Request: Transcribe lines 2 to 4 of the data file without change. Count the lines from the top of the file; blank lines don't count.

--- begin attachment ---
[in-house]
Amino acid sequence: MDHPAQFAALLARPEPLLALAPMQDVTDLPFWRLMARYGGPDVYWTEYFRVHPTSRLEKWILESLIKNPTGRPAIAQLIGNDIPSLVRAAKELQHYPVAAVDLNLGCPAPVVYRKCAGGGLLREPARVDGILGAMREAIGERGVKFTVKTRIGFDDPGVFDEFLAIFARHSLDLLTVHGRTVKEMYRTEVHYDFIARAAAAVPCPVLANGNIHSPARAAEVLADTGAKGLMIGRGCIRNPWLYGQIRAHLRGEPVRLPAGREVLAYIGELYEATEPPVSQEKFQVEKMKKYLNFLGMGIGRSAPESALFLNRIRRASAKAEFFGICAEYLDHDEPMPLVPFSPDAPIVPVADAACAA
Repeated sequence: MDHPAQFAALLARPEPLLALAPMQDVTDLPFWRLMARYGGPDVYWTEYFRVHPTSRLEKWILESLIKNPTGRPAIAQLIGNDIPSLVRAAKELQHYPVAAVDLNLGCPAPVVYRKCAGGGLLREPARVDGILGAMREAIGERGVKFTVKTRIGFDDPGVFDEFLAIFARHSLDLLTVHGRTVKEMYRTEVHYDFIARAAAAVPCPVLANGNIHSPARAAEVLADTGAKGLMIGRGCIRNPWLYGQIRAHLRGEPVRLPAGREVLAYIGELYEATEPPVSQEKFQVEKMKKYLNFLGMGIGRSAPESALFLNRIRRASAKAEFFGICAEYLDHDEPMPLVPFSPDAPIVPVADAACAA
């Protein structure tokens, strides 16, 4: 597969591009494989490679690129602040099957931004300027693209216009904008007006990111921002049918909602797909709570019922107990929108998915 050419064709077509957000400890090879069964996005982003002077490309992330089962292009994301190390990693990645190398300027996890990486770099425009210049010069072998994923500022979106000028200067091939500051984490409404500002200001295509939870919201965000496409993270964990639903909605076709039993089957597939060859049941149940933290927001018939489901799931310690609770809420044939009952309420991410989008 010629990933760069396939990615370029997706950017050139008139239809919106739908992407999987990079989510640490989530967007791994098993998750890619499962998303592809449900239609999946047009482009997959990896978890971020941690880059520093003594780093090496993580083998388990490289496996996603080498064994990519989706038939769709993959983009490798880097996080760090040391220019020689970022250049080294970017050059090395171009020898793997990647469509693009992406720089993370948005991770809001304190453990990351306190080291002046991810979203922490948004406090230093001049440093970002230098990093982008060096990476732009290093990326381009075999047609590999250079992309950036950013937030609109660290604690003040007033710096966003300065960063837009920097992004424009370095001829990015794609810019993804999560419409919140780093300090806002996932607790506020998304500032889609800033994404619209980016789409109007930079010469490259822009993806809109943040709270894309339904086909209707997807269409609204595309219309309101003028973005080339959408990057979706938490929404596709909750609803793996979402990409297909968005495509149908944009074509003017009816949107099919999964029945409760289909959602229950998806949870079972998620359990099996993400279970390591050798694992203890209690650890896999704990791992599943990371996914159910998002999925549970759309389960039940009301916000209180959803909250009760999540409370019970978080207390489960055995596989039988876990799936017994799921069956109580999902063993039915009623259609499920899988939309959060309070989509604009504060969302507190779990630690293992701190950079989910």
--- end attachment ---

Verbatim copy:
Amino acid sequence: MDHPAQFAALLARPEPLLALAPMQDVTDLPFWRLMARYGGPDVYWTEYFRVHPTSRLEKWILESLIKNPTGRPAIAQLIGNDIPSLVRAAKELQHYPVAAVDLNLGCPAPVVYRKCAGGGLLREPARVDGILGAMREAIGERGVKFTVKTRIGFDDPGVFDEFLAIFARHSLDLLTVHGRTVKEMYRTEVHYDFIARAAAAVPCPVLANGNIHSPARAAEVLADTGAKGLMIGRGCIRNPWLYGQIRAHLRGEPVRLPAGREVLAYIGELYEATEPPVSQEKFQVEKMKKYLNFLGMGIGRSAPESALFLNRIRRASAKAEFFGICAEYLDHDEPMPLVPFSPDAPIVPVADAACAA
Repeated sequence: MDHPAQFAALLARPEPLLALAPMQDVTDLPFWRLMARYGGPDVYWTEYFRVHPTSRLEKWILESLIKNPTGRPAIAQLIGNDIPSLVRAAKELQHYPVAAVDLNLGCPAPVVYRKCAGGGLLREPARVDGILGAMREAIGERGVKFTVKTRIGFDDPGVFDEFLAIFARHSLDLLTVHGRTVKEMYRTEVHYDFIARAAAAVPCPVLANGNIHSPARAAEVLADTGAKGLMIGRGCIRNPWLYGQIRAHLRGEPVRLPAGREVLAYIGELYEATEPPVSQEKFQVEKMKKYLNFLGMGIGRSAPESALFLNRIRRASAKAEFFGICAEYLDHDEPMPLVPFSPDAPIVPVADAACAA
């Protein structure tokens, strides 16, 4: 597969591009494989490679690129602040099957931004300027693209216009904008007006990111921002049918909602797909709570019922107990929108998915 050419064709077509957000400890090879069964996005982003002077490309992330089962292009994301190390990693990645190398300027996890990486770099425009210049010069072998994923500022979106000028200067091939500051984490409404500002200001295509939870919201965000496409993270964990639903909605076709039993089957597939060859049941149940933290927001018939489901799931310690609770809420044939009952309420991410989008 010629990933760069396939990615370029997706950017050139008139239809919106739908992407999987990079989510640490989530967007791994098993998750890619499962998303592809449900239609999946047009482009997959990896978890971020941690880059520093003594780093090496993580083998388990490289496996996603080498064994990519989706038939769709993959983009490798880097996080760090040391220019020689970022250049080294970017050059090395171009020898793997990647469509693009992406720089993370948005991770809001304190453990990351306190080291002046991810979203922490948004406090230093001049440093970002230098990093982008060096990476732009290093990326381009075999047609590999250079992309950036950013937030609109660290604690003040007033710096966003300065960063837009920097992004424009370095001829990015794609810019993804999560419409919140780093300090806002996932607790506020998304500032889609800033994404619209980016789409109007930079010469490259822009993806809109943040709270894309339904086909209707997807269409609204595309219309309101003028973005080339959408990057979706938490929404596709909750609803793996979402990409297909968005495509149908944009074509003017009816949107099919999964029945409760289909959602229950998806949870079972998620359990099996993400279970390591050798694992203890209690650890896999704990791992599943990371996914159910998002999925549970759309389960039940009301916000209180959803909250009760999540409370019970978080207390489960055995596989039988876990799936017994799921069956109580999902063993039915009623259609499920899988939309959060309070989509604009504060969302507190779990630690293992701190950079989910």